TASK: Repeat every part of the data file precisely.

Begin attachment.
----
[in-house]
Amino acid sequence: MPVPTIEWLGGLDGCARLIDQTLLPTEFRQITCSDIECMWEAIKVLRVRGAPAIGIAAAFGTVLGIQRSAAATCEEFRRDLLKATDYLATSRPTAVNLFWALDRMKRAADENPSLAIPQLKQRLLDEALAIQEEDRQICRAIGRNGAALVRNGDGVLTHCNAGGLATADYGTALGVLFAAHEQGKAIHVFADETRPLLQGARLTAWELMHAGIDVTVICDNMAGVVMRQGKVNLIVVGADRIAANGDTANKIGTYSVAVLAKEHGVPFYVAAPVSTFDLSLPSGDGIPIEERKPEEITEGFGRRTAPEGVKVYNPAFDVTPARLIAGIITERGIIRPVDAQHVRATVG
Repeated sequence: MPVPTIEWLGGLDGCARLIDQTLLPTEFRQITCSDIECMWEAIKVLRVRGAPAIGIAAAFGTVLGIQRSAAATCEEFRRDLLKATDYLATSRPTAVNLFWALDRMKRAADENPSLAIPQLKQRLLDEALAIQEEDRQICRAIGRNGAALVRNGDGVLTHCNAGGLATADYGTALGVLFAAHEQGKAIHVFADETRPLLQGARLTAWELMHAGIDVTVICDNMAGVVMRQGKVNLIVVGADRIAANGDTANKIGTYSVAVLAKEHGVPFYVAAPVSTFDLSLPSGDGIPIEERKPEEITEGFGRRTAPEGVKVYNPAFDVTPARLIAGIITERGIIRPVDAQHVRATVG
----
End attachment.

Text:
[in-house]
Amino acid sequence: MPVPTIEWLGGLDGCARLIDQTLLPTEFRQITCSDIECMWEAIKVLRVRGAPAIGIAAAFGTVLGIQRSAAATCEEFRRDLLKATDYLATSRPTAVNLFWALDRMKRAADENPSLAIPQLKQRLLDEALAIQEEDRQICRAIGRNGAALVRNGDGVLTHCNAGGLATADYGTALGVLFAAHEQGKAIHVFADETRPLLQGARLTAWELMHAGIDVTVICDNMAGVVMRQGKVNLIVVGADRIAANGDTANKIGTYSVAVLAKEHGVPFYVAAPVSTFDLSLPSGDGIPIEERKPEEITEGFGRRTAPEGVKVYNPAFDVTPARLIAGIITERGIIRPVDAQHVRATVG
Repeated sequence: MPVPTIEWLGGLDGCARLIDQTLLPTEFRQITCSDIECMWEAIKVLRVRGAPAIGIAAAFGTVLGIQRSAAATCEEFRRDLLKATDYLATSRPTAVNLFWALDRMKRAADENPSLAIPQLKQRLLDEALAIQEEDRQICRAIGRNGAALVRNGDGVLTHCNAGGLATADYGTALGVLFAAHEQGKAIHVFADETRPLLQGARLTAWELMHAGIDVTVICDNMAGVVMRQGKVNLIVVGADRIAANGDTANKIGTYSVAVLAKEHGVPFYVAAPVSTFDLSLPSGDGIPIEERKPEEITEGFGRRTAPEGVKVYNPAFDVTPARLIAGIITERGIIRPVDAQHVRATVG